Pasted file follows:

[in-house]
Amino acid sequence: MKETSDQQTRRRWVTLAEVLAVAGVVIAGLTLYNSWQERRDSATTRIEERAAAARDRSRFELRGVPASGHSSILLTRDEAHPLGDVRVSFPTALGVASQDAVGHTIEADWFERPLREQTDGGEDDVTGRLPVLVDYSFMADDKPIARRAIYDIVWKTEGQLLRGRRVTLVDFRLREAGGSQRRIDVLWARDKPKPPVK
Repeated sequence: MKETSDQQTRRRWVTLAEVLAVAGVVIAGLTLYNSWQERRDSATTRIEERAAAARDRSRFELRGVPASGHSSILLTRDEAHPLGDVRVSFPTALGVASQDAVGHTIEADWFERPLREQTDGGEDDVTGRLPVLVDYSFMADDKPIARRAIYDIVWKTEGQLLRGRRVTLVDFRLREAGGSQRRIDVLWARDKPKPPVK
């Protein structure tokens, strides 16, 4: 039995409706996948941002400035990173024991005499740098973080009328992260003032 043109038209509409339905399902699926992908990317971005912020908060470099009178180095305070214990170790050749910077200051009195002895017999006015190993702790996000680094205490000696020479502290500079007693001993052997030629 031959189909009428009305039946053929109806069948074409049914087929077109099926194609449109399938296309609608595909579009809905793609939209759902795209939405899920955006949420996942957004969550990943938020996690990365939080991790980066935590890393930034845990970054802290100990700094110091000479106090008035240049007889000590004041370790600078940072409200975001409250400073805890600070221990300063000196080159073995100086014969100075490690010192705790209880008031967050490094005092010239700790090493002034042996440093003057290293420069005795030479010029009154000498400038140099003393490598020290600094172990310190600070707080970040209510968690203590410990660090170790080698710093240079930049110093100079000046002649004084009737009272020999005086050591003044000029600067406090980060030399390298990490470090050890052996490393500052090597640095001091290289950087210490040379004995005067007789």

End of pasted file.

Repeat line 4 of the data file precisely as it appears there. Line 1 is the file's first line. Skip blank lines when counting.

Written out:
């Protein structure tokens, strides 16, 4: 039995409706996948941002400035990173024991005499740098973080009328992260003032 043109038209509409339905399902699926992908990317971005912020908060470099009178180095305070214990170790050749910077200051009195002895017999006015190993702790996000680094205490000696020479502290500079007693001993052997030629 031959189909009428009305039946053929109806069948074409049914087929077109099926194609449109399938296309609608595909579009809905793609939209759902795209939405899920955006949420996942957004969550990943938020996690990365939080991790980066935590890393930034845990970054802290100990700094110091000479106090008035240049007889000590004041370790600078940072409200975001409250400073805890600070221990300063000196080159073995100086014969100075490690010192705790209880008031967050490094005092010239700790090493002034042996440093003057290293420069005795030479010029009154000498400038140099003393490598020290600094172990310190600070707080970040209510968690203590410990660090170790080698710093240079930049110093100079000046002649004084009737009272020999005086050591003044000029600067406090980060030399390298990490470090050890052996490393500052090597640095001091290289950087210490040379004995005067007789």